Saturday, April 28, 2007

It Hardly Seems Worth It

I am the primary cook in our home. We've been married just about eleven years, and most of those years we have had children living in our home, so I've cooked a lot of meals and a lot of servings in this time. Tonight as we gathered to eat dinner together there were just eight of us, although our youngest son has strep throat and didn't join us at the table because he wasn't feeling well. Our youngest daughter is at a friend's for the day, so it was only seven of us at the table.

It's been more than three years now that it hasn't been all twelve of us together at meal time, and I miss those days. During the years when we were all home together (before Kyle graduated high school and Mike and John began their individual and joint stints into delinquency), evening meals were quite an experience. Our youngest kids were still young enough that food would often be flung hither and yon (or hidden under the table). Our oldest kids often bickered (my how Kyle and Mike, brothers by birth could antagonize one another). It was really quite a production, apart from even the purchase of groceries and the food preparation, service and clean-up.

But I remember those days with fondness because in the midst of all the stress and conflict we were together. We knew on a daily basis what was happening in the lives of our kids, and even when meals were emotionally disastrous, we had been together. While I do not miss the extra work (physically and emotionally) all that entailed, I do really miss having us all together. It is unlikely that we will all be together again, except for special occasions (holidays), and maybe not even then much any more.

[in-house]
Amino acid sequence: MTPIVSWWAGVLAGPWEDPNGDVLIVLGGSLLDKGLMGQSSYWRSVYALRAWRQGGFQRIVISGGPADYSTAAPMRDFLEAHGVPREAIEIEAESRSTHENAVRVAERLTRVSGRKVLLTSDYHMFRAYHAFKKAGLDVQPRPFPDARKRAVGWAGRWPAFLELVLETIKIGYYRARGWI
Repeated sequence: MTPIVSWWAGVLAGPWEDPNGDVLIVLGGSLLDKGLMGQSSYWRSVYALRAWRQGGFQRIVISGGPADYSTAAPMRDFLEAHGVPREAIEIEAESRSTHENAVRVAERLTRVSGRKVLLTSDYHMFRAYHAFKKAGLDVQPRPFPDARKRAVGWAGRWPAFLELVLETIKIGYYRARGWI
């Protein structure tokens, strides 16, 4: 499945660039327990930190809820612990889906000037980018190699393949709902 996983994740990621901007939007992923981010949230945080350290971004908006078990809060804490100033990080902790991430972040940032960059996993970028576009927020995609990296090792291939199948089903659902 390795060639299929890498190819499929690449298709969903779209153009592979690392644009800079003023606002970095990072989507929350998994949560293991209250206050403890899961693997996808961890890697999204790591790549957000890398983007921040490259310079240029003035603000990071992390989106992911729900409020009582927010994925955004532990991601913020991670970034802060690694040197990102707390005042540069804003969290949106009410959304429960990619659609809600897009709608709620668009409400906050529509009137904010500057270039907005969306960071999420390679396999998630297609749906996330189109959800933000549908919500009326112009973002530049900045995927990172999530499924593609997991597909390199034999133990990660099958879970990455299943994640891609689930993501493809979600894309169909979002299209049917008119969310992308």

I'm finally learning how to purchase fewer groceries, prepare less portions and better anticipate what food items will be more readily eaten than others. We are adjusting (after eleven months) to a home that has a considerably smaller kitchen and dining area than our previous parsonage did. I have adjusted -- very nicely, thank you -- to the decrease in bickering, the hidden and flung food.

But what I haven't adjusted to is the change of not seeing each of our children nearly every night. It feels somewhat lonely and incomplete to me. I'm not sure our remaining children notice it much anymore, but we keep the memory of our other family members alive by remembering them by name in our pre-dinner grace each time we gather to eat. So, while they are not with us, they are "present," if that makes any sense.

I thoroughly enjoy cooking for our whole family, and those days of cooking for twelve of us evoke pleasant memories. Cooking for only seven people hardly seems worth it!

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